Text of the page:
How abortion factored into primaries
In May, Martinez-Parra told NM Political Report that an impetus for her decision to run was when Smith, along with Papen and some other conservative Democrats, joined Republicans in voting down a repeal of a statewide abortion ban, unenforceable since the U.S. Supreme Court's ruling in the landmark Roe v. Wade case in 1973.
Papen was not available for comment Wednesday.
Hamblen said the outcome demonstrated that voters in a district including Las Cruces and part of Doña Ana County were ready for change.
She praised Papen, however, as a consistent champion for behavioral health services and in particular during the 2013 crisis under the administration of former Gov. Susana Martinez which saw the closure of many New Mexico service providers over allegations of fraud, and their replacement by out-of-state providers on no-bid emergency contracts.
Like Martinez-Parra, Hamblen cited the vote on the statewide abortion ban as an issue prominent in her mind and that of voters. "We need to remove the 1969 law that criminalizes women who choose to get abortions," Hamblen said.
Asked about the tradeoffs when newer candidates replace experienced incumbents, Hamblen said, "There's an underestimation about our capabilities of navigating relationships and creating change in our own communities and bringing that to the state." She would be an advocate, she said, for mentorship between generations of leaders.
Hamblen will face a GOP challenge in the general election. Wendler is running for the seat again.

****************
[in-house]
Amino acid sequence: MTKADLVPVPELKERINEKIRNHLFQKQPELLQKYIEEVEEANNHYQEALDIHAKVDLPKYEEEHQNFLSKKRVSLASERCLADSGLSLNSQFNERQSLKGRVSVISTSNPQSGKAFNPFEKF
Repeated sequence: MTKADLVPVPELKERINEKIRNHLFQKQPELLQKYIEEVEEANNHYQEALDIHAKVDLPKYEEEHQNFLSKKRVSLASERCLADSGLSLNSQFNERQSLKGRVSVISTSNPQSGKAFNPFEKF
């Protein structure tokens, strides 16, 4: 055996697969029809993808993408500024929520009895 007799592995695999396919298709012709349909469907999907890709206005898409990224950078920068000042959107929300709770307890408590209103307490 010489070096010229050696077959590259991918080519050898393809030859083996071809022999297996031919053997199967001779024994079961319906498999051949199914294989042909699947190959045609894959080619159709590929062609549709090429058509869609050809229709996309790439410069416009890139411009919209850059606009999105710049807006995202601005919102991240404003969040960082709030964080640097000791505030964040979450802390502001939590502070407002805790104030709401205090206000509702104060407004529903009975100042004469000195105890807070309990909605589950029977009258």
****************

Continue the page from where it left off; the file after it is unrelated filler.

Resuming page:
'A monumental shift'
On Wednesday, Gabriel Vasquez, a Democrat serving on the Las Cruces City Council, called the upsets "a monumental shift … for some of those large initiatives and policies that other progressive and Democrat legislators have been pushing for years."
Vasquez told the Sun-News he hoped, if the newer Democrats are elected and the party holds its majorities in both houses of the state Legislature, that lawmakers could move bills to the governor's desk on initiatives such as tapping the state's land grant permanent fund to fund early childhood education and legalizing cannabis for recreational use, which he said would buoy the state's economy.
Besides funding and policy, Vasquez said the primary presented an opening for fresh relationships between constituents and new representatives.
"People want their elected leaders to be accessible, to be open and transparent," he said and then noted that, despite being an elected official himself, he had not been able to get a meeting with either Papen or Smith.
"They haven't shown up to community events, they haven't been part of important community conversations that overlap with the priorities of the city," he added. "If I can't even have access to them, how can an everyday constituent have access? And I think that's going to change."
Meanwhile, the progressive shift in Democratic politics has also been a selling point for Republican candidates.
"We are seeing an unprecedented attempt by progressive interest groups to radically move the political landscape away from our traditional New Mexican values," said Diamond, the Republican candidate who will face Martinez-Parra in November. "I am running to protect our shared value of fiscal responsibility, for hard-working families and small businesses, and to safeguard the freedoms we all enjoy.”